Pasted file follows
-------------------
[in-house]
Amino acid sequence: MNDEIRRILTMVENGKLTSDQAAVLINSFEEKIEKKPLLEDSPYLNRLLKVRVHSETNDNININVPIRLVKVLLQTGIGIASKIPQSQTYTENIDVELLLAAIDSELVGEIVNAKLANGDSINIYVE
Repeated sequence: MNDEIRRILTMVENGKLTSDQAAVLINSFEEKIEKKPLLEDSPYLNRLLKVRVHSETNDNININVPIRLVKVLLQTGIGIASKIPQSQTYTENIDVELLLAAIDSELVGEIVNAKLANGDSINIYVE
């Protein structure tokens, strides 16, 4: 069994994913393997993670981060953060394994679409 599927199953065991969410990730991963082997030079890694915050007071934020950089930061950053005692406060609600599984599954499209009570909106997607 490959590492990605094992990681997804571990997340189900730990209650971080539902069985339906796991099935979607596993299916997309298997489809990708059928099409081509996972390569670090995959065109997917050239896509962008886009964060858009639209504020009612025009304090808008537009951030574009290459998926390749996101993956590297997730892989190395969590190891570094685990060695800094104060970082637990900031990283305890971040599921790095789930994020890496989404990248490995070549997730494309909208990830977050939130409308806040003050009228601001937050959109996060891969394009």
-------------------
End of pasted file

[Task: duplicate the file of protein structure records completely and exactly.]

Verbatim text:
[in-house]
Amino acid sequence: MNDEIRRILTMVENGKLTSDQAAVLINSFEEKIEKKPLLEDSPYLNRLLKVRVHSETNDNININVPIRLVKVLLQTGIGIASKIPQSQTYTENIDVELLLAAIDSELVGEIVNAKLANGDSINIYVE
Repeated sequence: MNDEIRRILTMVENGKLTSDQAAVLINSFEEKIEKKPLLEDSPYLNRLLKVRVHSETNDNININVPIRLVKVLLQTGIGIASKIPQSQTYTENIDVELLLAAIDSELVGEIVNAKLANGDSINIYVE
């Protein structure tokens, strides 16, 4: 069994994913393997993670981060953060394994679409 599927199953065991969410990730991963082997030079890694915050007071934020950089930061950053005692406060609600599984599954499209009570909106997607 490959590492990605094992990681997804571990997340189900730990209650971080539902069985339906796991099935979607596993299916997309298997489809990708059928099409081509996972390569670090995959065109997917050239896509962008886009964060858009639209504020009612025009304090808008537009951030574009290459998926390749996101993956590297997730892989190395969590190891570094685990060695800094104060970082637990900031990283305890971040599921790095789930994020890496989404990248490995070549997730494309909208990830977050939130409308806040003050009228601001937050959109996060891969394009």